Early in the second Act Romeo approaches Juliette’s balcony and sings a lovely cavatina, Ah! Levè-toi soleil (Ah! Arise, fair sun), in which he expresses his love for her. She is inside at the time, and only emerges when the song is completed. Here is a concert performance by Juan Diego Florez:

The burden of Act III is to get the two married, and Act IV opens with the lovers awaking after their wedding night. Naturally, they sing a love duet: Nuit d’hymenee, O douce nuit d’amour (Night hymeneal, O sweet night of love). This goes on for quite a while, but it is pretty. Here are Anna Netrebko and Roberto Alagna. I believe this production is from the Met. Thank goodness they don’t fall off the bed!

We all know what happens in the final Act. Here is the tragic finale, sung again by Anna Netrebko and Roberto Alagna, in a clip with English subtitles. This is pretty great:

Great moments in opera: Anna Bolena

October 16, 2011

Yesterday I was able to attend, for the first time, one of the Met Live in HD broadcasts. (This is a programme whereby the Metropolitan Opera in New York broadcasts live via satellite to movie theatres around the world.) I saw Donizetti’s Anna Bolena, with Anna Netrebko singing the title role. I enjoyed myself thoroughly. It’s a good way to see an opera: you get the excitement of a live performance, but with close-up visuals of the singers, plus some backstage footage, including interviews with the principals. I’d like to go again someday.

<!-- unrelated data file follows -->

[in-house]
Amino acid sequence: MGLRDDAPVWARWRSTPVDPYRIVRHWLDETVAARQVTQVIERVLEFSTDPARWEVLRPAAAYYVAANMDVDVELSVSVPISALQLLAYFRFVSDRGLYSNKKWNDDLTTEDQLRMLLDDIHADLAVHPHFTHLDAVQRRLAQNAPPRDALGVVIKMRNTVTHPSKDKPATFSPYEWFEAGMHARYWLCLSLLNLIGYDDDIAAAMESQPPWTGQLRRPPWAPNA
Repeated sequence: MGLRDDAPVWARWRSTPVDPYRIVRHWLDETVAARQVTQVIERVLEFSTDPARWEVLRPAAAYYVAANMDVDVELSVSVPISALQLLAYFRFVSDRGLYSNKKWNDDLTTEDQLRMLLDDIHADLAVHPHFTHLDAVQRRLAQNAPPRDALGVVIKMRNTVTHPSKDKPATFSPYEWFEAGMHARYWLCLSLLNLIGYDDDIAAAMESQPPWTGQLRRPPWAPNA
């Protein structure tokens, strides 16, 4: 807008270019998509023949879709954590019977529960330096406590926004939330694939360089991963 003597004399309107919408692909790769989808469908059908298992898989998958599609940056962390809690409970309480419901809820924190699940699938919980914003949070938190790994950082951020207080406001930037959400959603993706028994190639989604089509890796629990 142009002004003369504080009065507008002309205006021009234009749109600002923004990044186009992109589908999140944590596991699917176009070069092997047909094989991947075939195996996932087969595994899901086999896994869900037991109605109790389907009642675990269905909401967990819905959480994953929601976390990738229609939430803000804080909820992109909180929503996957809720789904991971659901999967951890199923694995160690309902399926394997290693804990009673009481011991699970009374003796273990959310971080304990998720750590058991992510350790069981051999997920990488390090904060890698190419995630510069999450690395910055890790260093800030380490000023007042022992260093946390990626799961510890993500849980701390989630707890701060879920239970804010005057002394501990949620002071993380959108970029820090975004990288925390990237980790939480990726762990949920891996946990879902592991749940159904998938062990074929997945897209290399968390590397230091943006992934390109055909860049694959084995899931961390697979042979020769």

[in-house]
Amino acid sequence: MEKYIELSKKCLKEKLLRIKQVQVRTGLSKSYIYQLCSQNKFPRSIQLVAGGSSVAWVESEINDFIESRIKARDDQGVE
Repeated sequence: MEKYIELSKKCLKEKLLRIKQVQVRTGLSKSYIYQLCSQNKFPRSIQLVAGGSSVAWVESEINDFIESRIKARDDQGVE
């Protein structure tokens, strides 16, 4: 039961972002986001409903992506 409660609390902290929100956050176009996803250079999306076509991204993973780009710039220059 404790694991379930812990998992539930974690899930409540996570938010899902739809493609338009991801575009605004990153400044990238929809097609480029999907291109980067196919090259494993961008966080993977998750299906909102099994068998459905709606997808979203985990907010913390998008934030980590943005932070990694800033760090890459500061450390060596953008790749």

Anna Bolena is not one of Donizetti’s most popular operas, though it does retain a toe-hold on the periphery of the repertory. He wrote 70-odd in total, so it is not surprising that not all are in wide circulation. Anna Bolena was his 35th, and was, I am told, his first big success. That’s resilience for you. The story is about the fateful last days of Anne Boleyn. There are five main roles: Anne, as the troubled Queen; Henry VIII, her (gratifyingly) villainous husband, who is looking for an excuse to rid himself of Anne in order to make room for Jane Seymour; then there is Jane, of course, a confidant of Anne but also secretly carrying on with Henry; Lord Percy, in love with Anne for many years and now returned from exile; and Smeaton, a royal page, also in love with Anne, whose fantasies become the occasion for her downfall.